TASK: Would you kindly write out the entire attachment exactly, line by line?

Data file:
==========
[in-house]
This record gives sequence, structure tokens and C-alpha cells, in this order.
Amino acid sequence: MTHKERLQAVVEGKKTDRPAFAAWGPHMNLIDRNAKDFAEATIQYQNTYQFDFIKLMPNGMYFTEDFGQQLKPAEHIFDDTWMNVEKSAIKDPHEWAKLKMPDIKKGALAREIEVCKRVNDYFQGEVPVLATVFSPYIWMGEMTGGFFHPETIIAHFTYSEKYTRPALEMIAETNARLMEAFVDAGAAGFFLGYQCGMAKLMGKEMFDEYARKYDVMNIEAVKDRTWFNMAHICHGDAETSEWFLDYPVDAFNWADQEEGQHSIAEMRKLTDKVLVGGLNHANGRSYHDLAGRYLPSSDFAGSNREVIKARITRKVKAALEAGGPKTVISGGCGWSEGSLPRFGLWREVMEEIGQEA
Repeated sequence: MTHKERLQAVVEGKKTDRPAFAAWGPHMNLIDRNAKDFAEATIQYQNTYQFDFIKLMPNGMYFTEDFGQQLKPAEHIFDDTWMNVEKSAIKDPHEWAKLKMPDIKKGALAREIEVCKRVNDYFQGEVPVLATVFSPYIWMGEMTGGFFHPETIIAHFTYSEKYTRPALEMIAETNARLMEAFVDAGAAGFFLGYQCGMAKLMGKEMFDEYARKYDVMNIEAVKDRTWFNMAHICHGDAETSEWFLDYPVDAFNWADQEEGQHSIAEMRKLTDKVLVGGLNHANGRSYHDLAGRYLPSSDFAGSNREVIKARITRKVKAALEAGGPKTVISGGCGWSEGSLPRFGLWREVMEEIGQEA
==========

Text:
[in-house]
This record gives sequence, structure tokens and C-alpha cells, in this order.
Amino acid sequence: MTHKERLQAVVEGKKTDRPAFAAWGPHMNLIDRNAKDFAEATIQYQNTYQFDFIKLMPNGMYFTEDFGQQLKPAEHIFDDTWMNVEKSAIKDPHEWAKLKMPDIKKGALAREIEVCKRVNDYFQGEVPVLATVFSPYIWMGEMTGGFFHPETIIAHFTYSEKYTRPALEMIAETNARLMEAFVDAGAAGFFLGYQCGMAKLMGKEMFDEYARKYDVMNIEAVKDRTWFNMAHICHGDAETSEWFLDYPVDAFNWADQEEGQHSIAEMRKLTDKVLVGGLNHANGRSYHDLAGRYLPSSDFAGSNREVIKARITRKVKAALEAGGPKTVISGGCGWSEGSLPRFGLWREVMEEIGQEA
Repeated sequence: MTHKERLQAVVEGKKTDRPAFAAWGPHMNLIDRNAKDFAEATIQYQNTYQFDFIKLMPNGMYFTEDFGQQLKPAEHIFDDTWMNVEKSAIKDPHEWAKLKMPDIKKGALAREIEVCKRVNDYFQGEVPVLATVFSPYIWMGEMTGGFFHPETIIAHFTYSEKYTRPALEMIAETNARLMEAFVDAGAAGFFLGYQCGMAKLMGKEMFDEYARKYDVMNIEAVKDRTWFNMAHICHGDAETSEWFLDYPVDAFNWADQEEGQHSIAEMRKLTDKVLVGGLNHANGRSYHDLAGRYLPSSDFAGSNREVIKARITRKVKAALEAGGPKTVISGGCGWSEGSLPRFGLWREVMEEIGQEA